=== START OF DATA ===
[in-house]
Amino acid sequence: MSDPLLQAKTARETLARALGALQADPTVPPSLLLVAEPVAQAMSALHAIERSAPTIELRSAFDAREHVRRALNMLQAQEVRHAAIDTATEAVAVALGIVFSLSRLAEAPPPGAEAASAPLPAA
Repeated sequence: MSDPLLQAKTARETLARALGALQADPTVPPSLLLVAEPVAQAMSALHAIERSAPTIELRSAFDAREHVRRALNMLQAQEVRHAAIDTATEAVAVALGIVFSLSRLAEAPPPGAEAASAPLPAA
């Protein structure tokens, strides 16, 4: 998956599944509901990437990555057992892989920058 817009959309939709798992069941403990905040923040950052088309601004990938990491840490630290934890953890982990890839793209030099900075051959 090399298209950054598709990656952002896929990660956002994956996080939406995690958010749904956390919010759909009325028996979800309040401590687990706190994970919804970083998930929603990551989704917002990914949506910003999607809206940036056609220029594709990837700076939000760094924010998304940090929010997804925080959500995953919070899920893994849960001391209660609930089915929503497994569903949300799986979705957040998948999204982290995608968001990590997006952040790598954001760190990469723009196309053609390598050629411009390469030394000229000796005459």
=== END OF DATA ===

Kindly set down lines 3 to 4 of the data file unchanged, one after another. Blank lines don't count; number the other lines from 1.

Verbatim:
Repeated sequence: MSDPLLQAKTARETLARALGALQADPTVPPSLLLVAEPVAQAMSALHAIERSAPTIELRSAFDAREHVRRALNMLQAQEVRHAAIDTATEAVAVALGIVFSLSRLAEAPPPGAEAASAPLPAA
């Protein structure tokens, strides 16, 4: 998956599944509901990437990555057992892989920058 817009959309939709798992069941403990905040923040950052088309601004990938990491840490630290934890953890982990890839793209030099900075051959 090399298209950054598709990656952002896929990660956002994956996080939406995690958010749904956390919010759909009325028996979800309040401590687990706190994970919804970083998930929603990551989704917002990914949506910003999607809206940036056609220029594709990837700076939000760094924010998304940090929010997804925080959500995953919070899920893994849960001391209660609930089915929503497994569903949300799986979705957040998948999204982290995608968001990590997006952040790598954001760190990469723009196309053609390598050629411009390469030394000229000796005459």